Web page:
Black Lightning is back — again. In anticipation of the upcoming Season 2, stars Cress Williams, China Anne McClain, Nafessa Williams, Christine Adams, Marvin “Krondon” Jones III, Damon Gupton, James Remar and executive producers Mara Brock Akil and Salim Akil stopped by Comic-Con International in San Diego to offer fans a sneak peek at the series.
The panel kicked off with a sizzle reel of the first season. When the reel closed, moderator Jamil Smith welcomed the cast and crew onto the stage.
“Well, I get a lot more love in the world. I mean, a lot of love in the streets! It’s amazing,” Cress Williams shared. “I was in Wal-Mart the other day — Black Lightning’s gotta shop too — a guy came up to me and said, ‘Excuse me? Do you watch a show called Black Lightning? Is that you?”
“This audience is insane!” McClain announced. “There’s nothing like this fanbase. When it comes to comic books and comic book fans, there is nothing like it. They are just so in it.”
“We haven’t seen many African-AMerican so-called superheroes, and I think making a family drama, you’re able to explore our humanity,” Akil said. “In a season, there’s an attempt to divide us. I think shows like this try and pull us together.”
“I think celebrating our culture is important to remind us that we are also part of the fabric of American culture,” Brock Akil added. “I think it’s important to know its origin… What we have gone through as a people… To show… our humanity in that journey… I love how we mentioned the Tuskegee experiment. Tracing our history and our path is important. I’m also very excited to show what’s really happening in our neighborhood… There is a lot of just everyday people. They’re the everyday heroes surviving what’s happening in these neighborhoods… Putting our families back together is part of the history we’ve been trying to repair since slavery.”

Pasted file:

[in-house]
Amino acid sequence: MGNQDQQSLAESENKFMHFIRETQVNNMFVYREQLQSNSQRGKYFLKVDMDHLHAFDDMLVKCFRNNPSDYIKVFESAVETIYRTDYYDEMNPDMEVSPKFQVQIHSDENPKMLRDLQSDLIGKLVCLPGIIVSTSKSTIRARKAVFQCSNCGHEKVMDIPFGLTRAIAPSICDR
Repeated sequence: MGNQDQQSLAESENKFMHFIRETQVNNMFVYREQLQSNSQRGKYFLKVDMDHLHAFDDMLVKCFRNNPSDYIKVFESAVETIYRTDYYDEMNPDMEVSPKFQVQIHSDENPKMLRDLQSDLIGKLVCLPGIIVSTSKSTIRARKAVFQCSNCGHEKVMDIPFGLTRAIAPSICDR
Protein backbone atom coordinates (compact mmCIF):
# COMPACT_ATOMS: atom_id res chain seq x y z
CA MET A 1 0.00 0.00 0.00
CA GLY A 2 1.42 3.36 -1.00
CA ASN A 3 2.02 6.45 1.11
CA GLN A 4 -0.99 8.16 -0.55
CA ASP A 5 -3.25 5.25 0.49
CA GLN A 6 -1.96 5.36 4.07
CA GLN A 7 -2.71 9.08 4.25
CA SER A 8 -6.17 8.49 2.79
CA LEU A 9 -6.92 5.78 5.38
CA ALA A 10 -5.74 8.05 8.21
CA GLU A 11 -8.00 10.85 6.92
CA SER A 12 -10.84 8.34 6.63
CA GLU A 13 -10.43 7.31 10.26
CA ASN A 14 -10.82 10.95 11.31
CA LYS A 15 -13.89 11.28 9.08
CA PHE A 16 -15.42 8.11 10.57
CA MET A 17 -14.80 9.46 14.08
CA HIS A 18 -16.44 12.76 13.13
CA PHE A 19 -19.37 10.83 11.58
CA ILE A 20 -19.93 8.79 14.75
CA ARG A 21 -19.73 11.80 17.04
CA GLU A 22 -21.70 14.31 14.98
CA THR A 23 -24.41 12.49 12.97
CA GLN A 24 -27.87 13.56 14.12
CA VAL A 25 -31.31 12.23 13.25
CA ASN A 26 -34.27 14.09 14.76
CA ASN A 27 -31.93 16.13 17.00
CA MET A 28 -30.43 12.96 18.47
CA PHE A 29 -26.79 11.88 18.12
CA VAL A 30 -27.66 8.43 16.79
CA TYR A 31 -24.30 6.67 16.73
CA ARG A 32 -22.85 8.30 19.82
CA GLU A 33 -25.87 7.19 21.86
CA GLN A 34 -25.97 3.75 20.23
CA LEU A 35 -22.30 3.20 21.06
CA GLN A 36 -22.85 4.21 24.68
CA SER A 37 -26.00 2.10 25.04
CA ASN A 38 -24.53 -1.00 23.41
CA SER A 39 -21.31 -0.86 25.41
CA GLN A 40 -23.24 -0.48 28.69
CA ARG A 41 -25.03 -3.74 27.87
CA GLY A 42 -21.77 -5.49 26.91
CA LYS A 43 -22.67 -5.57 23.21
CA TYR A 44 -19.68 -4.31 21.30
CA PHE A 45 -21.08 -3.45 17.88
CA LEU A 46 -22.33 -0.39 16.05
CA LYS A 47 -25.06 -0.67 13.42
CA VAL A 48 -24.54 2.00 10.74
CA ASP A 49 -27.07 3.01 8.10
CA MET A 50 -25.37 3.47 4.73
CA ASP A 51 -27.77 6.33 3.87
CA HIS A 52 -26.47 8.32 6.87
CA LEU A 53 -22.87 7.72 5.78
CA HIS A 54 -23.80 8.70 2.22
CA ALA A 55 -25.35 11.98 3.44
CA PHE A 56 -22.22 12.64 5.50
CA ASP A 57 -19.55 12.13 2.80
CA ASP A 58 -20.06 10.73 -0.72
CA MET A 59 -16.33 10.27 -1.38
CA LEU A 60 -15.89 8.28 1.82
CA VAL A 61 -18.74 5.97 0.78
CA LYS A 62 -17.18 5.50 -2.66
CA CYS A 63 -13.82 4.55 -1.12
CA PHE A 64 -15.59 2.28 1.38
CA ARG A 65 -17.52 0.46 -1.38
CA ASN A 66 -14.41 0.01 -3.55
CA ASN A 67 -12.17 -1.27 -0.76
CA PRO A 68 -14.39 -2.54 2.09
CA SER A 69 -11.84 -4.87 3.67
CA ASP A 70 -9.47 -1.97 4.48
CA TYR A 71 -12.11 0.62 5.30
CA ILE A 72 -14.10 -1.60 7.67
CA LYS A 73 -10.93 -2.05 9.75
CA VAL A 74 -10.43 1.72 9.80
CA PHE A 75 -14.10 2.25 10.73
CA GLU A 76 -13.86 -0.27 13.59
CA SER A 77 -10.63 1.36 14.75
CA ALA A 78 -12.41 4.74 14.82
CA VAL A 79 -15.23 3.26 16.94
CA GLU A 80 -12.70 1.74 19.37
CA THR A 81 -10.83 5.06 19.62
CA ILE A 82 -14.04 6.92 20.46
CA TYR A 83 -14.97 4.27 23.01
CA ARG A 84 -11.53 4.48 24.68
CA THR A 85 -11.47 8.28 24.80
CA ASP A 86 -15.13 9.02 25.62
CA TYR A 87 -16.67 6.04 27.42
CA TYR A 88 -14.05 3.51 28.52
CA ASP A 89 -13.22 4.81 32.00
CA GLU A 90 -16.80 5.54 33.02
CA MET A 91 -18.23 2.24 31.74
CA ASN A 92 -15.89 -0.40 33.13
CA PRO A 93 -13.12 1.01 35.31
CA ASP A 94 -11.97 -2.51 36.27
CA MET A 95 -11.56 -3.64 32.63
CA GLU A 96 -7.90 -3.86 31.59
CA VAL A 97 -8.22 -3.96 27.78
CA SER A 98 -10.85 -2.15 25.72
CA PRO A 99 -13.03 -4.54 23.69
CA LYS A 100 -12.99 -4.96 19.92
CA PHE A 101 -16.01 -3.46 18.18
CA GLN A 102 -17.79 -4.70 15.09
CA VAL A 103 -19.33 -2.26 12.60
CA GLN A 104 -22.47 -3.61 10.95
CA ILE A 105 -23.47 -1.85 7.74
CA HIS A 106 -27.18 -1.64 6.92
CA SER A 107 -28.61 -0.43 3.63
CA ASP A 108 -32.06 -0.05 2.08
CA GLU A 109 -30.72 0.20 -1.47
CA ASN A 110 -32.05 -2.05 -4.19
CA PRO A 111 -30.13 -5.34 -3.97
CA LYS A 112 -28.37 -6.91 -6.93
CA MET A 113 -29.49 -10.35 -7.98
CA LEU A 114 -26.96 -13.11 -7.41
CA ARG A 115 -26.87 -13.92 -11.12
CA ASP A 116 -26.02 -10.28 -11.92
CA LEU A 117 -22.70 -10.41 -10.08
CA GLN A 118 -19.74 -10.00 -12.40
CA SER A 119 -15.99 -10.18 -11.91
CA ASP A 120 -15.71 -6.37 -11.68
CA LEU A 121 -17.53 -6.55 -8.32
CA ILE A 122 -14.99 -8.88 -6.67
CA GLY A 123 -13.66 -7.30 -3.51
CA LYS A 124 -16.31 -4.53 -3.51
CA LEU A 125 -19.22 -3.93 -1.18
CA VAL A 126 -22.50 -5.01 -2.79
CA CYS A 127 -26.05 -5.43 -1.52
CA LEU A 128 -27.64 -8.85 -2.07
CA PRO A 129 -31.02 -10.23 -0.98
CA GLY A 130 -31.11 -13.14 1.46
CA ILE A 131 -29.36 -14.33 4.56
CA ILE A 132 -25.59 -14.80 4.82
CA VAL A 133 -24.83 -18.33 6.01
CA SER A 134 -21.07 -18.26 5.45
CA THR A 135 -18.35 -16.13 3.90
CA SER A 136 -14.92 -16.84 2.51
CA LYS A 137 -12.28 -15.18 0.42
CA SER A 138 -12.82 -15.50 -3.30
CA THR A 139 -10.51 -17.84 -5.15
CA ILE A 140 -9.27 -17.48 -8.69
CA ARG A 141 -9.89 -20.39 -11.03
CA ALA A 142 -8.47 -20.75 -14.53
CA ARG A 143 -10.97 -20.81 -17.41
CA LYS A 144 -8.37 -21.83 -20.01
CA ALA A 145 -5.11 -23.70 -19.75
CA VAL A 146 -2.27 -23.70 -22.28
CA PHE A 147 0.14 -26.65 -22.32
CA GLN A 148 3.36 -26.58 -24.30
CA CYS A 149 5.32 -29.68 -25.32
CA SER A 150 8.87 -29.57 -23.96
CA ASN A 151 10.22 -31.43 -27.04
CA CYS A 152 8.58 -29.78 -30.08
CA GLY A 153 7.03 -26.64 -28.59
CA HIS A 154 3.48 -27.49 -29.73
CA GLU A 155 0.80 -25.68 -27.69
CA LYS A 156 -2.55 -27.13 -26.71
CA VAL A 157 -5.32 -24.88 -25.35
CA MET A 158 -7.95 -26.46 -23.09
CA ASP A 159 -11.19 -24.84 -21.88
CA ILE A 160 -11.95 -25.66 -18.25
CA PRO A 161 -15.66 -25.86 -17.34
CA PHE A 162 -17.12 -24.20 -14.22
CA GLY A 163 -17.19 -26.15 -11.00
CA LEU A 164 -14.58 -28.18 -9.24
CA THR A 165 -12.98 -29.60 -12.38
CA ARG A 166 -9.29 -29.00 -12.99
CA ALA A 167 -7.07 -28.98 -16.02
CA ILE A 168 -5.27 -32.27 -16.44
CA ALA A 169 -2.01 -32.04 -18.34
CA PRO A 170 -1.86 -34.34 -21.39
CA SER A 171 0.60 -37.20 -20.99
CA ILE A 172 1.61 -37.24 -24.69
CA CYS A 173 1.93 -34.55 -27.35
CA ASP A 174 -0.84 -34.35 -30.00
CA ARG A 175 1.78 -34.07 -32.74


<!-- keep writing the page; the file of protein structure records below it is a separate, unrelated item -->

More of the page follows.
As to the show’s depiction of a divorced family, Adams said, “All depiction is very sort of modern and contemporary and is a very good example of how families exist now… It’s blended… it’s really an analogy for how to navigate this chapter in our lives… We’re really navigating what everyone’s navigating. I think the themes are kind of universal. I think it’s great we don’t even attempt to be perfect, because who is?”
Asked about Gambi’s sense of right and wrong, Remar explained, “I don’t think he’d do them if he didn’t think they were justifiable… We’re talking about questions of right and wrong… and I feel that I’m more of surrogate father to Jefferson. He’s my only kid! By any means necessary. I don’t have any difficulty taking up someone like the evil Proctor. It’s a tight rope, but I don’t have any moral ambiguity about protecting the family that I love.”